I hear what your saying, but admissions personnel, will always spout what is in their prospectus or literature. It's their job to do that, and to not put off people applying. Yes GCSE's may not be there main criteria, but that is the same with Oxbridge, who also Spout the minimum number of GCSE grades to get in, being a B in Maths, English etc. But it's no coincidence, that all their offer holders and people who eventually get in, have mad grades at GCSE, usually 10+ A*s and the like. These top universities, will think if you slightly struggled at GCSE (Although 4 A*s at GCSE, to me, is not struggling), they will look at whether you would be able to cope on their respective demanding A100 Medicine courses. Top Universities are always over subscribed with applications from high achievers, so they have the pick of the bunch. It's therefore, not surprising, that most of their cohort intake have near perfect GCSE's.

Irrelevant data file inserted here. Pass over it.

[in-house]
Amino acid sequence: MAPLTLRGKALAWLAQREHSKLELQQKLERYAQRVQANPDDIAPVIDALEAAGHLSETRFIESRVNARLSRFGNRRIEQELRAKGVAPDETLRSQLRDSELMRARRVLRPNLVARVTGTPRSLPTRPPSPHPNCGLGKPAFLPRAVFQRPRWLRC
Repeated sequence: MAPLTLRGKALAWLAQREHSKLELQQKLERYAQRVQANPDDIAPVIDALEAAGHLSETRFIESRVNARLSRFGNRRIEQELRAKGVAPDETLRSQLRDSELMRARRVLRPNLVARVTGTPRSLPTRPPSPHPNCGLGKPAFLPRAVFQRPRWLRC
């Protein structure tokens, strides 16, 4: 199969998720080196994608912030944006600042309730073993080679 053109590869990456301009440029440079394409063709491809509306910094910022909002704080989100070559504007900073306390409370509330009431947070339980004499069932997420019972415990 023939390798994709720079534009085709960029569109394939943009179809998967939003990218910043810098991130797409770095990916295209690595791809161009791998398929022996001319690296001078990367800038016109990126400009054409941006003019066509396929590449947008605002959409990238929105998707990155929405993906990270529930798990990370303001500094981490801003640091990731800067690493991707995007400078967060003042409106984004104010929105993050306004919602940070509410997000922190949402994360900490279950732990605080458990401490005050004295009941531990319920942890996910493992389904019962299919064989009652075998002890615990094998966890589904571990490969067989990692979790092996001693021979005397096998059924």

So having a good set of GCSE's is a good start. Not having strong GCSE's, is also an easy way to eliminate you, if they have to decide between you and another candidate to invite for interview.
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Figz
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(Original post by Jtohunt)
I hear what your saying, but admissions personnel, will always spout what is in their prospectus or literature. It's their job to do that, and to not put off people applying. Yes GCSE's may not be there main criteria, but that is the same with Oxbridge, who also Spout the minimum number of GCSE grades to get in, being a B in Maths, English etc. But it's no coincidence, that all their offer holders and people who eventually get in, have mad grades at GCSE, usually 10+ A*s and the like. These top universities, will think if you slightly struggled at GCSE (Although 4 A*s at GCSE, to me, is not struggling), they will look at whether you would be able to cope on their respective demanding A100 Medicine courses. Top Universities are always over subscribed with applications from high achievers, so they have the pick of the bunch. It's therefore, not surprising, that most of their cohort intake have near perfect GCSE's.
So having a good set of GCSE's is a good start. Not having strong GCSE's, is also an easy way to eliminate you, if they have to decide between you and another candidate to invite for interview.
That's 100% right there. There's a minimum requirement but everyone knows that bare minimum won't get you very far